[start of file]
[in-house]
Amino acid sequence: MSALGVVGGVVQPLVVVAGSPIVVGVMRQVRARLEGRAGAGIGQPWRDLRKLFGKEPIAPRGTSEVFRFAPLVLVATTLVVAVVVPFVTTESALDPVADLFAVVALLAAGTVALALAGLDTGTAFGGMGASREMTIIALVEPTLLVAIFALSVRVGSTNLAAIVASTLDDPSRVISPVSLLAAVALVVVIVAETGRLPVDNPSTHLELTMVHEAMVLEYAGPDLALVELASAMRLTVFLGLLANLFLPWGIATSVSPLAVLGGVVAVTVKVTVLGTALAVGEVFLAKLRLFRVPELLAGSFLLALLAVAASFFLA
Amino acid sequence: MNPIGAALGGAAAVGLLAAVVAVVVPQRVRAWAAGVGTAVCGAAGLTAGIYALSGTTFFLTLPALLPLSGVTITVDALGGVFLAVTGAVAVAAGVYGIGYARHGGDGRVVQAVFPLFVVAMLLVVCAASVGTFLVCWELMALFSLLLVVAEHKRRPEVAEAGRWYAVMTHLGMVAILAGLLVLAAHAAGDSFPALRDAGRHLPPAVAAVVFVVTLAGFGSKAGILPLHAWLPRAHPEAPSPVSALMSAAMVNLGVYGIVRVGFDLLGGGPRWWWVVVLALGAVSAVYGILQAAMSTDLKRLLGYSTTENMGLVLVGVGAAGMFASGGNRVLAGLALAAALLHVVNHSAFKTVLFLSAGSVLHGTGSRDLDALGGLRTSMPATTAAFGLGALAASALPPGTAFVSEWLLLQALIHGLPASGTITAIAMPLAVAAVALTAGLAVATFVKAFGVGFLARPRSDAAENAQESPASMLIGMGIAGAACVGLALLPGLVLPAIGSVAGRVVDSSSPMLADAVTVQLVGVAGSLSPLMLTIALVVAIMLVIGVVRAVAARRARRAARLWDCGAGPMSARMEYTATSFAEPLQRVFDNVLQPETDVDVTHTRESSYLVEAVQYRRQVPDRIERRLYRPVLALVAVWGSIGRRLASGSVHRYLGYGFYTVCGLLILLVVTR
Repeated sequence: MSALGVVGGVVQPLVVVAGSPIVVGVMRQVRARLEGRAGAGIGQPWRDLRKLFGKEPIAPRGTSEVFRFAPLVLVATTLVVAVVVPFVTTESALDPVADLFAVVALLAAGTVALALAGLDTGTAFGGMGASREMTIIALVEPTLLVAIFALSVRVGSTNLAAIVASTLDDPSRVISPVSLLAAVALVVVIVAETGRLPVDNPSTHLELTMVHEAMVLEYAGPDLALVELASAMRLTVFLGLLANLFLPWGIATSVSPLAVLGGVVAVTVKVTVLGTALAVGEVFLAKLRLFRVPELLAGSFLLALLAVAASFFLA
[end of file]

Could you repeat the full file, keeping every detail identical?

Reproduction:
[in-house]
Amino acid sequence: MSALGVVGGVVQPLVVVAGSPIVVGVMRQVRARLEGRAGAGIGQPWRDLRKLFGKEPIAPRGTSEVFRFAPLVLVATTLVVAVVVPFVTTESALDPVADLFAVVALLAAGTVALALAGLDTGTAFGGMGASREMTIIALVEPTLLVAIFALSVRVGSTNLAAIVASTLDDPSRVISPVSLLAAVALVVVIVAETGRLPVDNPSTHLELTMVHEAMVLEYAGPDLALVELASAMRLTVFLGLLANLFLPWGIATSVSPLAVLGGVVAVTVKVTVLGTALAVGEVFLAKLRLFRVPELLAGSFLLALLAVAASFFLA
Amino acid sequence: MNPIGAALGGAAAVGLLAAVVAVVVPQRVRAWAAGVGTAVCGAAGLTAGIYALSGTTFFLTLPALLPLSGVTITVDALGGVFLAVTGAVAVAAGVYGIGYARHGGDGRVVQAVFPLFVVAMLLVVCAASVGTFLVCWELMALFSLLLVVAEHKRRPEVAEAGRWYAVMTHLGMVAILAGLLVLAAHAAGDSFPALRDAGRHLPPAVAAVVFVVTLAGFGSKAGILPLHAWLPRAHPEAPSPVSALMSAAMVNLGVYGIVRVGFDLLGGGPRWWWVVVLALGAVSAVYGILQAAMSTDLKRLLGYSTTENMGLVLVGVGAAGMFASGGNRVLAGLALAAALLHVVNHSAFKTVLFLSAGSVLHGTGSRDLDALGGLRTSMPATTAAFGLGALAASALPPGTAFVSEWLLLQALIHGLPASGTITAIAMPLAVAAVALTAGLAVATFVKAFGVGFLARPRSDAAENAQESPASMLIGMGIAGAACVGLALLPGLVLPAIGSVAGRVVDSSSPMLADAVTVQLVGVAGSLSPLMLTIALVVAIMLVIGVVRAVAARRARRAARLWDCGAGPMSARMEYTATSFAEPLQRVFDNVLQPETDVDVTHTRESSYLVEAVQYRRQVPDRIERRLYRPVLALVAVWGSIGRRLASGSVHRYLGYGFYTVCGLLILLVVTR
Repeated sequence: MSALGVVGGVVQPLVVVAGSPIVVGVMRQVRARLEGRAGAGIGQPWRDLRKLFGKEPIAPRGTSEVFRFAPLVLVATTLVVAVVVPFVTTESALDPVADLFAVVALLAAGTVALALAGLDTGTAFGGMGASREMTIIALVEPTLLVAIFALSVRVGSTNLAAIVASTLDDPSRVISPVSLLAAVALVVVIVAETGRLPVDNPSTHLELTMVHEAMVLEYAGPDLALVELASAMRLTVFLGLLANLFLPWGIATSVSPLAVLGGVVAVTVKVTVLGTALAVGEVFLAKLRLFRVPELLAGSFLLALLAVAASFFLA